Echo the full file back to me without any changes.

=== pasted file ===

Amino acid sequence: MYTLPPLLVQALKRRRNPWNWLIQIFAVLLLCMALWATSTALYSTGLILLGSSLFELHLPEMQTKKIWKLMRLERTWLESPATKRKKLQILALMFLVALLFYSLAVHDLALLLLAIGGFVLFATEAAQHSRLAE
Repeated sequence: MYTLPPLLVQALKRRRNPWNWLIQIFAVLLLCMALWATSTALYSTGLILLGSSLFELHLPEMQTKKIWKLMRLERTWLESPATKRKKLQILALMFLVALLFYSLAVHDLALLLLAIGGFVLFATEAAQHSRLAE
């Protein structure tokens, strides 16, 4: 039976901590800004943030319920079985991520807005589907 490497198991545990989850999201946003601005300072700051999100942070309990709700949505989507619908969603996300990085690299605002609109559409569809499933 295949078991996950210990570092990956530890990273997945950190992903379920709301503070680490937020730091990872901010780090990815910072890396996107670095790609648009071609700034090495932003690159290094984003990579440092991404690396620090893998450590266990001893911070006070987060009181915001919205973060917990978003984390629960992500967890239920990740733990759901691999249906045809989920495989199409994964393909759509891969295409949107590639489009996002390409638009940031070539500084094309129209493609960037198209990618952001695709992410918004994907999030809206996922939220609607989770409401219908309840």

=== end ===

Amino acid sequence: MYTLPPLLVQALKRRRNPWNWLIQIFAVLLLCMALWATSTALYSTGLILLGSSLFELHLPEMQTKKIWKLMRLERTWLESPATKRKKLQILALMFLVALLFYSLAVHDLALLLLAIGGFVLFATEAAQHSRLAE
Repeated sequence: MYTLPPLLVQALKRRRNPWNWLIQIFAVLLLCMALWATSTALYSTGLILLGSSLFELHLPEMQTKKIWKLMRLERTWLESPATKRKKLQILALMFLVALLFYSLAVHDLALLLLAIGGFVLFATEAAQHSRLAE
């Protein structure tokens, strides 16, 4: 039976901590800004943030319920079985991520807005589907 490497198991545990989850999201946003601005300072700051999100942070309990709700949505989507619908969603996300990085690299605002609109559409569809499933 295949078991996950210990570092990956530890990273997945950190992903379920709301503070680490937020730091990872901010780090990815910072890396996107670095790609648009071609700034090495932003690159290094984003990579440092991404690396620090893998450590266990001893911070006070987060009181915001919205973060917990978003984390629960992500967890239920990740733990759901691999249906045809989920495989199409994964393909759509891969295409949107590639489009996002390409638009940031070539500084094309129209493609960037198209990618952001695709992410918004994907999030809206996922939220609607989770409401219908309840």